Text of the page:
FIU students earned first place out of 50 teams in the U.S. Environmental Protection Agency’s eighth annual Campus RainWorks Challenge. The competition encourages students from across the country to submit green infrastructure designs and solutions to help address stormwater pollution.
The FIU multi-disciplinary team from the College of Engineering & Computing, the College of Communication, Architecture + The Arts and the Steven J. Green School of International & Public Affairs developed a proposal for FIU’s Biscayne Bay Campus (BBC) titled Coastal Eco-Waters: Adapting for a Resilient Campus. The proposal incorporates green infrastructure practices – meant to mimic the natural water cycle – to increase the resiliency of an area that experiences extreme weather events.
“This challenge provided us with a unique opportunity to investigate future environmental problems and brainstorm innovative and sustainable solutions,” said Vivek Verma, the student team lead. “We hope that the solutions we developed as a team will have a positive impact on the Biscayne Bay Campus and our region.”
The green infrastructure designed by the students includes constructed wetlands to gather stormwater and 13 green roofs with the capacity to collect an estimated 9.2 million gallons of water.
“The severity of stormwater pollution correlates with the significant rainfall amount South Florida receives from May to October,” said Ebru Ozer, associate professor in the Department of Landscape Architecture + Environmental and Urban Design, who served as one of the lead faculty advisors. “Our cities are crisscrossed with roads, sidewalks and other paved surfaces, limiting stormwater to pass into ground layers.”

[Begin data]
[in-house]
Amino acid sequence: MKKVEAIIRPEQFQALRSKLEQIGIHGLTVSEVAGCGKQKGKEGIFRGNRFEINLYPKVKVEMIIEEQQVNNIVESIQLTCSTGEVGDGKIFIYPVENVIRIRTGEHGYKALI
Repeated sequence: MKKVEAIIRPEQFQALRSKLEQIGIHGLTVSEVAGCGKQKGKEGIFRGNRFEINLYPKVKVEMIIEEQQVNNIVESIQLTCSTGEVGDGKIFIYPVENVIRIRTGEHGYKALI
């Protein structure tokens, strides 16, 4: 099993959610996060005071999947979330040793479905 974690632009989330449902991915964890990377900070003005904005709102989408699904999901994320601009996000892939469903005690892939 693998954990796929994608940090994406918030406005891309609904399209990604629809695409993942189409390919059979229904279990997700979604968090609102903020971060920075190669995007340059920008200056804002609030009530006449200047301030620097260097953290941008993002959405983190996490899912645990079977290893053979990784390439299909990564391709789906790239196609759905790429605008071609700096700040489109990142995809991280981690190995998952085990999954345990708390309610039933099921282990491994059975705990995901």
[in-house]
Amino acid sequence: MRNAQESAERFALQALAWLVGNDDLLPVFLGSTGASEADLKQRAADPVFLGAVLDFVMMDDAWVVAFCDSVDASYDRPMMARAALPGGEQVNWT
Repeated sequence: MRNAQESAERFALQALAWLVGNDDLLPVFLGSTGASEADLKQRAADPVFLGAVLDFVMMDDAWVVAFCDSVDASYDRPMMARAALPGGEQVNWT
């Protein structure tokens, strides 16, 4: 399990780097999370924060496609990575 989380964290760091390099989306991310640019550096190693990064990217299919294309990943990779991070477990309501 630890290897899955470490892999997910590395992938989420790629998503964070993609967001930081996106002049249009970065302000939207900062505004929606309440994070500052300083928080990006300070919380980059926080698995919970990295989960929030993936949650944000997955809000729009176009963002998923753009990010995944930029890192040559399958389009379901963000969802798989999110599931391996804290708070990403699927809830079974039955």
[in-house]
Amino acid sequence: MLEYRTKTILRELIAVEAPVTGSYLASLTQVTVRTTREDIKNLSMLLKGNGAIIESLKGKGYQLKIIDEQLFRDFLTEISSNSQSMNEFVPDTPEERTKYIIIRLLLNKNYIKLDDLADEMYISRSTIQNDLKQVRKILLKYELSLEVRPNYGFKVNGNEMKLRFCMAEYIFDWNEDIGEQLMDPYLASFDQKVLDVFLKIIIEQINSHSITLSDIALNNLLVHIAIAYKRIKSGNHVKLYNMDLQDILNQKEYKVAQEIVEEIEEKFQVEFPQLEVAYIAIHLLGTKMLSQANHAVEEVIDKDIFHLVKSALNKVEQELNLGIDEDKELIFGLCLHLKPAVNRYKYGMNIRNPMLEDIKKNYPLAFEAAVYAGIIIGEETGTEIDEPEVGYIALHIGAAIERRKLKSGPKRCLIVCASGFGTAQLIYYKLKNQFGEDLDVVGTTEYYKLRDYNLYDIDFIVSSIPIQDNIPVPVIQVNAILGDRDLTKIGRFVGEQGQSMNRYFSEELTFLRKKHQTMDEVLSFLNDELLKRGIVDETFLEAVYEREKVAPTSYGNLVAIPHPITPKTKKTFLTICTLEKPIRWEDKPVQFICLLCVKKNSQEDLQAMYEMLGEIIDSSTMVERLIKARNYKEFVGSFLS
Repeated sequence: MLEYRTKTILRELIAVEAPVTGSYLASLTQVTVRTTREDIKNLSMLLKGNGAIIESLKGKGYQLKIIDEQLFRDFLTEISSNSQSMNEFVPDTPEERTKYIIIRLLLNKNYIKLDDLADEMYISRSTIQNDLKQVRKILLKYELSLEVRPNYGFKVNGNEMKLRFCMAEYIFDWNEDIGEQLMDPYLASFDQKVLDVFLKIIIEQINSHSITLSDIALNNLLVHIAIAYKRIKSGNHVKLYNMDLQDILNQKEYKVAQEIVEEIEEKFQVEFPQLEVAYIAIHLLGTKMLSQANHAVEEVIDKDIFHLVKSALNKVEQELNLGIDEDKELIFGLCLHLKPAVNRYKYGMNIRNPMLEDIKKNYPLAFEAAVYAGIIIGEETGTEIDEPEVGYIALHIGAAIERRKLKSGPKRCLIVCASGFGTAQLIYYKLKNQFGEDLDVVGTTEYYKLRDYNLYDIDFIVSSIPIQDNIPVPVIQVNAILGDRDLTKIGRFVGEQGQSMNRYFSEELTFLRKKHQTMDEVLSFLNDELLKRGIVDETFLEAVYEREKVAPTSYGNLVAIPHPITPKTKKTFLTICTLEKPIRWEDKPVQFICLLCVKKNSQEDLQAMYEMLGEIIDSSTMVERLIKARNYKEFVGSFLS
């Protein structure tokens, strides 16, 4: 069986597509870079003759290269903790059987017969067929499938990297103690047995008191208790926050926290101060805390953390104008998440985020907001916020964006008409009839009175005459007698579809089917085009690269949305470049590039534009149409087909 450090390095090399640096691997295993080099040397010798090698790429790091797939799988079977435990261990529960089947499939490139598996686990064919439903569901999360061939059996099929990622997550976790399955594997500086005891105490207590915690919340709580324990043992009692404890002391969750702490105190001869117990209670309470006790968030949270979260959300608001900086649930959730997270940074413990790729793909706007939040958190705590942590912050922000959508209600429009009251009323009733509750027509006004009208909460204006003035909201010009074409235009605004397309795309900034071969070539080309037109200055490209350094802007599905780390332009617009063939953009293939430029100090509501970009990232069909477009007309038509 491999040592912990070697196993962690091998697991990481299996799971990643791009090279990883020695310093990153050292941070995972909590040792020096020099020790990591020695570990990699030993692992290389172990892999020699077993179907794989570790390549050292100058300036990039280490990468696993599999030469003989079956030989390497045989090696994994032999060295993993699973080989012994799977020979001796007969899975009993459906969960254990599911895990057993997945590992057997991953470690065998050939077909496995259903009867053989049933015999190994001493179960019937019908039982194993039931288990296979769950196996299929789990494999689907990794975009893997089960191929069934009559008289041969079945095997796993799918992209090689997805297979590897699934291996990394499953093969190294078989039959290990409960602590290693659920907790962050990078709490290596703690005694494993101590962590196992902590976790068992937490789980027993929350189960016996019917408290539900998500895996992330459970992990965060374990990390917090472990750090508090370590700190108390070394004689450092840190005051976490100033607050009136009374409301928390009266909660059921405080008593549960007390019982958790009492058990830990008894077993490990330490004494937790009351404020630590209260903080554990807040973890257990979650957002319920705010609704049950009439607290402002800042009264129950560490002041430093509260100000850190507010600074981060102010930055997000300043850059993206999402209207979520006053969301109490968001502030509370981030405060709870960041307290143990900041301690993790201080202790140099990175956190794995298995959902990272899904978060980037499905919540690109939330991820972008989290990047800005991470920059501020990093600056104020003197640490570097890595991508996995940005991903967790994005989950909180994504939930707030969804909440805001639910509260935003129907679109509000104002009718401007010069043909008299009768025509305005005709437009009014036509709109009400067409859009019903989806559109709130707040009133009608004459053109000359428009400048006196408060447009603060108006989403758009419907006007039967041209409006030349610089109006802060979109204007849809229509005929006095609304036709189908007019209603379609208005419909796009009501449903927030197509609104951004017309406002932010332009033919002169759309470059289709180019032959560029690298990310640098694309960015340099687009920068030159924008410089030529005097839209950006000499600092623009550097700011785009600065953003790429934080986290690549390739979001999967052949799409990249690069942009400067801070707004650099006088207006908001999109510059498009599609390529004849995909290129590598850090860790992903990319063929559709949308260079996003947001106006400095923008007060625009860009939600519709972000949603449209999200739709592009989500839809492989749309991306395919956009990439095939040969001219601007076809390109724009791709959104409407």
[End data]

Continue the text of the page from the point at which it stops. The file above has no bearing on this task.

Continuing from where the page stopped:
Stormwater runoff can carry disease-causing bacteria and viruses, which then drain into water bodies, affecting aquatic habitats and the South Florida community.
“The Swiss-cheese like porous ground and low-lying elevation of the Biscayne Bay Campus makes the stormwater runoff of the campus challenging because the capacity of the existing mangrove channels to carry the runoff to the sea is rapidly decreasing with sea-level rise,” said Arturo S. Leon, associate professor in the Department of Civil and Environmental Engineering and lead faculty advisor.
The FIU team will receive a $5,000 student prize and a $5,000 faculty prize. Team members hope to test their ideas and create a demonstration project at FIU’s Biscayne Bay Campus.
“FIU’s proposal is the best entry we’ve received in the history of the competition,” said Matt King, environmental protection specialist from the EPA. “That is something to be proud of.
The members of the 2019 team are graduate students Vivek Verma, Linlong Bian, Alain Carrazana, Ana-Maria Dimand, Angeluz Lozada, Dogukan Ozecik, Aditia Rojali, Sumit Zanje and Rutusha Nagaraj.
The master plan design originated in Ozer’s Graduate Design 3 Studio course. Those students, who entered the 2018 competition, were William Callahan, Alain Carrazana, Gasndy Damus, Catalina Dugand, Alyssa Garcia, Coral Murray, Rutusha Nagaraj, Niyati Panchal and Pedro Zavala.
Stuart M. Grant, coordinator of planning for FIU Facilities Management, also served as an advisor for both sets of teams.